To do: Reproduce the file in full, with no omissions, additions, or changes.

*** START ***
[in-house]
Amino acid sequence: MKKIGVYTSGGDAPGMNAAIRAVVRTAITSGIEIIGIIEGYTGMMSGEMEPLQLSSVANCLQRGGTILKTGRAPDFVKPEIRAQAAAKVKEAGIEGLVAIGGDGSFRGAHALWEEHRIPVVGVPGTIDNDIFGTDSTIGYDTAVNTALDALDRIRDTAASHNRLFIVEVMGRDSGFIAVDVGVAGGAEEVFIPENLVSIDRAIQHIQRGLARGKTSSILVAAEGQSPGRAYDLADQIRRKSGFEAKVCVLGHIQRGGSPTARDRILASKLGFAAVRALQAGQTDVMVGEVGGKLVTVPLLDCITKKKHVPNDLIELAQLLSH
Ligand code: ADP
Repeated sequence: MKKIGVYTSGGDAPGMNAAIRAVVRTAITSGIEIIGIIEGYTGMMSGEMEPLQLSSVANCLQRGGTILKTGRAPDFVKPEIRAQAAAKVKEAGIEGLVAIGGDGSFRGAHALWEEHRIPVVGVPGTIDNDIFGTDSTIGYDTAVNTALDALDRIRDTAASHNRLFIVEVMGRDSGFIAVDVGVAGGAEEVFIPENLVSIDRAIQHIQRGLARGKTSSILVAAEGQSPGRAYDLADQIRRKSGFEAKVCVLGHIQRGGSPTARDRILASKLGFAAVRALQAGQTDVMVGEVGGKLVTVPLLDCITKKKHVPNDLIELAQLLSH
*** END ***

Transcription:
[in-house]
Amino acid sequence: MKKIGVYTSGGDAPGMNAAIRAVVRTAITSGIEIIGIIEGYTGMMSGEMEPLQLSSVANCLQRGGTILKTGRAPDFVKPEIRAQAAAKVKEAGIEGLVAIGGDGSFRGAHALWEEHRIPVVGVPGTIDNDIFGTDSTIGYDTAVNTALDALDRIRDTAASHNRLFIVEVMGRDSGFIAVDVGVAGGAEEVFIPENLVSIDRAIQHIQRGLARGKTSSILVAAEGQSPGRAYDLADQIRRKSGFEAKVCVLGHIQRGGSPTARDRILASKLGFAAVRALQAGQTDVMVGEVGGKLVTVPLLDCITKKKHVPNDLIELAQLLSH
Ligand code: ADP
Repeated sequence: MKKIGVYTSGGDAPGMNAAIRAVVRTAITSGIEIIGIIEGYTGMMSGEMEPLQLSSVANCLQRGGTILKTGRAPDFVKPEIRAQAAAKVKEAGIEGLVAIGGDGSFRGAHALWEEHRIPVVGVPGTIDNDIFGTDSTIGYDTAVNTALDALDRIRDTAASHNRLFIVEVMGRDSGFIAVDVGVAGGAEEVFIPENLVSIDRAIQHIQRGLARGKTSSILVAAEGQSPGRAYDLADQIRRKSGFEAKVCVLGHIQRGGSPTARDRILASKLGFAAVRALQAGQTDVMVGEVGGKLVTVPLLDCITKKKHVPNDLIELAQLLSH